Yeah, so, you are missing one very important part, I am a girl, and though with a guy that might be cute, I am SO not taking another girl with me!! LOL

Hurricane Teen said...

sophie - We have farms disappearing by the lot here, too. My county's population is expected to more than double its population by 2025. The largest part of this development is taking place right in the heart of my ancestral home (Mill Creek) You can see why I hate it so?

paint - Well, in today's world, especially up in your part of the nation (no offense) you'll find some people tending to swing that way. :-D Though I am sure the direct spot where you live is not quite as accepting as the city? I would hope so.

Paintsmh said...

Ehh, to a certain extent. We are fairly understanding here, because we have a lot of city folks moving in, and the grade behind me had one guy who was very much more attracted to the same gender. But he was a wonderful guy and we adored him. Though I would definitely rather be out on that back road with a guy!!

rcwbiologist said...

That just sucks.... We are lucky to still have a ghost road near us. And hopefully it will stay that way since it partially runs through a wetland that is very hard to develop.

eyemkmootoo said...
This comment has been removed by the author.
Jim said...

HT, you and FC, among others, inspired me to put some of my memories and research of Florida's past on a personal blog. Hope you enjoy!

Hurricane Teen said...

paint - Ah, heck, people of that nature tend to be some of the nicest around!...But they still weird me out a little.

rcw - I hope your ghost road survives, too. Wetlands sure don't stop developments here. They will build on every little tiny piece of high land - every little hammock among the swamps until they can't build anymore. Looking at a satellite image of the northwestern and central part of my county is proof of this.

eye - Thanks for stopping by! I like your blog! I have left a comment.

jim - Well, you can give FC all the credit, then, because his blog is the one that convinced me to beging blogging about Florida.

SwampAngel65 said...

Sad. Development sucks and it seems there's nothing anybody can do about it. That's why it's important for folks like you to keep those old stories alive!
BTW, there's a similar road northwest of where I live that is supposed to have ghostly lights. We ended up there one evening and waited...and watched...and waited...nothing. I think development is pushign the ghosties out of Florida!

Hurricane Teen said...

swamp - I'm doing my best, but unfortunately there are some stories I will never hear. The ghosts are running away.

Anonymous said...

I heard about ghost light road from a friend of mine and being the curious person that I am wanted to see if it was true for myself. So my friend and I and two others went down there. Let me tell you the story is true the only thing not true about it is the fact the ghost is still there I've seen it after the road had been paved. The light itself was scary but the only thing scarier than that was when we got home there were two hours of time we couldn't account for.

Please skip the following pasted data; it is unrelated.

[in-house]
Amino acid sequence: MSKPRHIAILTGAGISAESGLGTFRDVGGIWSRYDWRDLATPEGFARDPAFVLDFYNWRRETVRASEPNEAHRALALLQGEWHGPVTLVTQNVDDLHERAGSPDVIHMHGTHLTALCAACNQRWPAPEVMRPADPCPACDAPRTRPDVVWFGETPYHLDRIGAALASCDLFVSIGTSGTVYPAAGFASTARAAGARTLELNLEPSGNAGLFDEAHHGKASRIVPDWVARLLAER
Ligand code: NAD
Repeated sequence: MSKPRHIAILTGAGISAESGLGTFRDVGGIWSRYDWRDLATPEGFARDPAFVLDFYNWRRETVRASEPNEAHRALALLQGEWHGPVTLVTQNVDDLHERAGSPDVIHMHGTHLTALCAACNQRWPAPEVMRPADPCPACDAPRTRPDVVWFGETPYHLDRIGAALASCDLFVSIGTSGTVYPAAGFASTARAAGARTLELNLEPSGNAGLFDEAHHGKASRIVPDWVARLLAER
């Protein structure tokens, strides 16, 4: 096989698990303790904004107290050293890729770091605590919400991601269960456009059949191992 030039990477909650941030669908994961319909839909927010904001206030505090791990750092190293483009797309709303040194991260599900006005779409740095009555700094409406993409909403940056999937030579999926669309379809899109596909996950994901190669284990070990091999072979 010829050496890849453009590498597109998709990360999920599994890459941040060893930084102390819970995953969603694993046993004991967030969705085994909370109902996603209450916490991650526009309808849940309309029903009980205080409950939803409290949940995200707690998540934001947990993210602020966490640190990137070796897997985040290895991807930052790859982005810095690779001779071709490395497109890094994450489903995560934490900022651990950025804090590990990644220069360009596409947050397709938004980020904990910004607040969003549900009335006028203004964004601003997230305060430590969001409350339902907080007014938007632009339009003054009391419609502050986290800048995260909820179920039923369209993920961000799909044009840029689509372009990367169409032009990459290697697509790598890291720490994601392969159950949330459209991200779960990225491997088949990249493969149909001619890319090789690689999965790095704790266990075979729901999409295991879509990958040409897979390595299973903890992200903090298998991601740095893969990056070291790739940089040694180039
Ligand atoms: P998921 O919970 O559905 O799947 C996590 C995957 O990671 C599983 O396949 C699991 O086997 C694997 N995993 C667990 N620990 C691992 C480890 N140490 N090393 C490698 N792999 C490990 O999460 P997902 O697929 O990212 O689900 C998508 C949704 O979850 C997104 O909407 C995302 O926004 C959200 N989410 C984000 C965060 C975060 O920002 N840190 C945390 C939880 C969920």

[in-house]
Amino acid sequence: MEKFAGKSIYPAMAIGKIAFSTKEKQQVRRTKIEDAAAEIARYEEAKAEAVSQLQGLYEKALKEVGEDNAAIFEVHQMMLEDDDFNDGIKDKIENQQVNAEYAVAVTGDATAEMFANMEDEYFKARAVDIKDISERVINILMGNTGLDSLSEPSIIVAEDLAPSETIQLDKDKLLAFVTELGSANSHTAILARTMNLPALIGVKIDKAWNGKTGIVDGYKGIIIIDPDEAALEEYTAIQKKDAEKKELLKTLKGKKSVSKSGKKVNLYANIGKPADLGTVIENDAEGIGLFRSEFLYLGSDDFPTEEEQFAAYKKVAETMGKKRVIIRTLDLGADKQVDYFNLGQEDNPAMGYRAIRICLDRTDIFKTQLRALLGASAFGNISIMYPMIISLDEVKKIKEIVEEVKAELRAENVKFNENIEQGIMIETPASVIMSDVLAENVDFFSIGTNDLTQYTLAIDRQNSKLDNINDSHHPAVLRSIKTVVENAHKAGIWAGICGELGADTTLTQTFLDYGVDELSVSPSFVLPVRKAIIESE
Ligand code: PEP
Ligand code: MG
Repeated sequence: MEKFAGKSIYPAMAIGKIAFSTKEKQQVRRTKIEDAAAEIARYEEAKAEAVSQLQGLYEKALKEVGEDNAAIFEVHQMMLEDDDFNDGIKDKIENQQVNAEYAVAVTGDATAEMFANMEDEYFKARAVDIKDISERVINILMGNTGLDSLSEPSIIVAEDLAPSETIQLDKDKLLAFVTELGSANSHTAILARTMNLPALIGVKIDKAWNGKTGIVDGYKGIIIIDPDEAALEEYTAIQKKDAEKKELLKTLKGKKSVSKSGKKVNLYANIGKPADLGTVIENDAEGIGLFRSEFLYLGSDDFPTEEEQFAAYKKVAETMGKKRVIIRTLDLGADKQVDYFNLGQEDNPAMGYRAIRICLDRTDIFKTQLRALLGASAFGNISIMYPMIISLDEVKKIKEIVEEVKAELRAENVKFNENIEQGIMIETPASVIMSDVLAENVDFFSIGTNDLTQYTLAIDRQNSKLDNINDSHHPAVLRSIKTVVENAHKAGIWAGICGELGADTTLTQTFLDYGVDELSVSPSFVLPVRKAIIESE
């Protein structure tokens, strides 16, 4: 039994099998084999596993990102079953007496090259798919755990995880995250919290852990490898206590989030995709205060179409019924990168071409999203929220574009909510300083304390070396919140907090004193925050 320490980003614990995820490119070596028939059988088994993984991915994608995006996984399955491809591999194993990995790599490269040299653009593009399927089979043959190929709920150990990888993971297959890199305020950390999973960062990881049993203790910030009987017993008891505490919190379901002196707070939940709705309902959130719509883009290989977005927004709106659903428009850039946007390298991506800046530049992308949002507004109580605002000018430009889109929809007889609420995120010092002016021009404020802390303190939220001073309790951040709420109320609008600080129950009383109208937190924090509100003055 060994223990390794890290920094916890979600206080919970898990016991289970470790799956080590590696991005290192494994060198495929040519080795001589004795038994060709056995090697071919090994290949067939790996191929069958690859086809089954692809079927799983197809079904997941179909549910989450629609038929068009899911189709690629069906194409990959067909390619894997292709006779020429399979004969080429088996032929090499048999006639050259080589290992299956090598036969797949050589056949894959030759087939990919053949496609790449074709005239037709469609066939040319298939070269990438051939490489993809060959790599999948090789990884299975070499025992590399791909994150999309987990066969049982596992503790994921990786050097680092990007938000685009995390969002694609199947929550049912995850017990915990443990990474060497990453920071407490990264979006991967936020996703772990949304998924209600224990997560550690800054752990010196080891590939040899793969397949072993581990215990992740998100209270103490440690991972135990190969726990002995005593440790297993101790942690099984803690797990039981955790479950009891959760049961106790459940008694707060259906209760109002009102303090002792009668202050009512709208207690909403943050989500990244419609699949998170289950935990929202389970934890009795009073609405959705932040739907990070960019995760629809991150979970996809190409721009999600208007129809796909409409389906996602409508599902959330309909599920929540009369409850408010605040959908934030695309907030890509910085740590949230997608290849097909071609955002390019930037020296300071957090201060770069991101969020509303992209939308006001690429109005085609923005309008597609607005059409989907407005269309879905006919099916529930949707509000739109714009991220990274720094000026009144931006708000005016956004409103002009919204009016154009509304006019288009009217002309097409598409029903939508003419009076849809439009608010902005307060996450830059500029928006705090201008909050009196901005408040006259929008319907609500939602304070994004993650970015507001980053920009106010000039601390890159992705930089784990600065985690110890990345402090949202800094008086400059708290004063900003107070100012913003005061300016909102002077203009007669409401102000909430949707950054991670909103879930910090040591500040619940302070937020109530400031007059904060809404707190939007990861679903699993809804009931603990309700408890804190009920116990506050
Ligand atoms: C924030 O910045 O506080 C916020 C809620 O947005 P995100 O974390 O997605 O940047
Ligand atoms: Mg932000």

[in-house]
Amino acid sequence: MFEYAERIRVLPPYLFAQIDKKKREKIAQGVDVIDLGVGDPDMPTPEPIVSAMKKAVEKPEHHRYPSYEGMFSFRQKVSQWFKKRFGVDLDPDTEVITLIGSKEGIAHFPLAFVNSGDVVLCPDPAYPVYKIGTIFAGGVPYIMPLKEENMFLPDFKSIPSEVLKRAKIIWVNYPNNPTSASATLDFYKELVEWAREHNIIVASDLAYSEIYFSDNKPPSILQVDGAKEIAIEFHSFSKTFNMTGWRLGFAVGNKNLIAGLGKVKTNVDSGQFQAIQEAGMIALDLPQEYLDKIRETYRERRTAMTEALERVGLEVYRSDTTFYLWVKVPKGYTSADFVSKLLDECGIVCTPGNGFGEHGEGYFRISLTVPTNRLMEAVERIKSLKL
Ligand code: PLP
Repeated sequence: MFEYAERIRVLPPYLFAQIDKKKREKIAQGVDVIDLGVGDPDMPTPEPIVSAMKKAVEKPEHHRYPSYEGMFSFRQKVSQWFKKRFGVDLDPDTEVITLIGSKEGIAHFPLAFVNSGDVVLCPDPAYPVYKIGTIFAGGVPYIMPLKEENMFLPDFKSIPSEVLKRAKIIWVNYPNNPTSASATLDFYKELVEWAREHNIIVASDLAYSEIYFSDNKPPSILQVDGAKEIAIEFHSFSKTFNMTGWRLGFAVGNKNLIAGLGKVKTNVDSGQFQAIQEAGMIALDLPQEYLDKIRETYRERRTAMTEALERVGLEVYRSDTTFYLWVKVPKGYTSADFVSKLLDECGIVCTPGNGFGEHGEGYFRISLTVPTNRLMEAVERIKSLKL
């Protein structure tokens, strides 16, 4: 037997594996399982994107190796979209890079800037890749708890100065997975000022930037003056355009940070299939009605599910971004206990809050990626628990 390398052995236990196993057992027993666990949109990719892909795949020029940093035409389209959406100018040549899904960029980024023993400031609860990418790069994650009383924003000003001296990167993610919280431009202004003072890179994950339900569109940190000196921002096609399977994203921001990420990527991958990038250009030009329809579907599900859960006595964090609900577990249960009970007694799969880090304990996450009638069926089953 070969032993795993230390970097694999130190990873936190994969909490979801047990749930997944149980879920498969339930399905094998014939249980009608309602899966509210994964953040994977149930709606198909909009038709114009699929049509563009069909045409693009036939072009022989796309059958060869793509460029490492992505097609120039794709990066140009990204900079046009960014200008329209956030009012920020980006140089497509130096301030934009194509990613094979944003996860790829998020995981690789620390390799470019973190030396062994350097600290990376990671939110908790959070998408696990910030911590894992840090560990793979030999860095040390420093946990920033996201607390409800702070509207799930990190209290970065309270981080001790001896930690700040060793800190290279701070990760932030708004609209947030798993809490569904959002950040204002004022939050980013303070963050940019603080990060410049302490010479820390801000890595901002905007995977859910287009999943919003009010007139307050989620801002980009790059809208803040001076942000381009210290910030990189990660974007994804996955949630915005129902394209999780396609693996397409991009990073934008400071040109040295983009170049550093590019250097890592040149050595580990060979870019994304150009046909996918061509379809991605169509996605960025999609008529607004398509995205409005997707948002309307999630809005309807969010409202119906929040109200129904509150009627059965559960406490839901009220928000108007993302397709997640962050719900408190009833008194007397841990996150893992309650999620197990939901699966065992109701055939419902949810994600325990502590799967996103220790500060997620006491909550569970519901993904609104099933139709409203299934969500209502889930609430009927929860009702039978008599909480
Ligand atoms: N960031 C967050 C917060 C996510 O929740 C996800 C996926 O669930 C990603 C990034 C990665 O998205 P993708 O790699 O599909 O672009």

Anonymous said...

Gotta go back. Haven't been there in thirty years. Lived in Switzerland. When we went down the road the light would appear in front of us. When we got close, it would flicker out and then appear BEHIND us. Then turning around, it would be in front, flicker out and then be behind us again. We could play this game for hours. The story I heard was it was someone in the military who died on the road going to or from the airbase that you can see on google earth or maps. One of the coolest and scariest things I can remember.

Anonymous said...

Does anyone know if the seemingly high cancer rate around Roberts Rod, Cunningham Creek school, Julington Creek Plantation,etc could be related to the poisons that are likely in the ground from the airbase & bombing range that used to be there? Does anyone know exactly where the airbase and bombing range was? I am looking to buy a home, and would like to avoid the area on and near where the airbase & bombing range was as I've already had cancer once-and lived off Cunningham Estates Rd near State Rd 13 for ten years.

Hurricane Teen said...

Well I have never heard of a high cancer rate in that area, and I highly doubt that the bombing range could have anything to do with it. I do know exactly where the bombing range was, but I don't tell people where it is :-)
When it comes to carcinogens, the northwest part of the county is probably the best because it's never had heavy use of pesticides like in other parts of the county. I wouldn't be too concerned about it.

Anonymous said...

I am a native and lived in Mandarin. One night about 2AM, spring 1990, my friends and I were down there and went down what we called "asylum" road and saw something we will never forget. There were about 8 girls in white hospital-style gowns playing volleyball without a ball or net and asked us to join them. At that point, 2 rottweillers can at us and we left. I can't find it documented that there was ever a mental institution or asylum back there. Do you have any information?
Thanks!
Paytra

MinorcanMeteorolgist said...

Hi Paytra!
It's amazing how after a few years this post still gets a lot of viewers. There is a drug rehabilitation facility near the CR-210-Greenbriar Road junction. Perhaps this is our asylum?
Check it out here:
http://gis2.sjcpa.us/imf/imf.jsp?site=map&qlyr=parcels&qry=webgeodata.LOADER.parcel04.PIN%3D'009930%200000'&qhlt=true&qzoom=true&qbuf=250